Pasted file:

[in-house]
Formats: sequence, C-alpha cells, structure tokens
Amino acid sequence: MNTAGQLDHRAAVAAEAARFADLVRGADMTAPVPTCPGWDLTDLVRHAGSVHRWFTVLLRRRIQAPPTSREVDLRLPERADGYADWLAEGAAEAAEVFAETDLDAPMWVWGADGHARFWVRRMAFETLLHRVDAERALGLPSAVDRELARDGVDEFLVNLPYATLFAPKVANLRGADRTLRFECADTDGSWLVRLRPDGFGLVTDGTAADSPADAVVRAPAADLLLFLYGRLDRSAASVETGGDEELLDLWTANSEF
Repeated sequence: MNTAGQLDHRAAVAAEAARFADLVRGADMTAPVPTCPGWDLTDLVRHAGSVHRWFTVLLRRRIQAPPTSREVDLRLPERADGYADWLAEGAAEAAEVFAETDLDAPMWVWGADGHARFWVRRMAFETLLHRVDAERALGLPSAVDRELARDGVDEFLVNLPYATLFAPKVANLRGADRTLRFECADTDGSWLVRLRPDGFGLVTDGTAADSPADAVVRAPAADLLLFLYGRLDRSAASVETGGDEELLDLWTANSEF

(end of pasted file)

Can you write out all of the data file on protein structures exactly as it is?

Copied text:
[in-house]
Formats: sequence, C-alpha cells, structure tokens
Amino acid sequence: MNTAGQLDHRAAVAAEAARFADLVRGADMTAPVPTCPGWDLTDLVRHAGSVHRWFTVLLRRRIQAPPTSREVDLRLPERADGYADWLAEGAAEAAEVFAETDLDAPMWVWGADGHARFWVRRMAFETLLHRVDAERALGLPSAVDRELARDGVDEFLVNLPYATLFAPKVANLRGADRTLRFECADTDGSWLVRLRPDGFGLVTDGTAADSPADAVVRAPAADLLLFLYGRLDRSAASVETGGDEELLDLWTANSEF
Repeated sequence: MNTAGQLDHRAAVAAEAARFADLVRGADMTAPVPTCPGWDLTDLVRHAGSVHRWFTVLLRRRIQAPPTSREVDLRLPERADGYADWLAEGAAEAAEVFAETDLDAPMWVWGADGHARFWVRRMAFETLLHRVDAERALGLPSAVDRELARDGVDEFLVNLPYATLFAPKVANLRGADRTLRFECADTDGSWLVRLRPDGFGLVTDGTAADSPADAVVRAPAADLLLFLYGRLDRSAASVETGGDEELLDLWTANSEF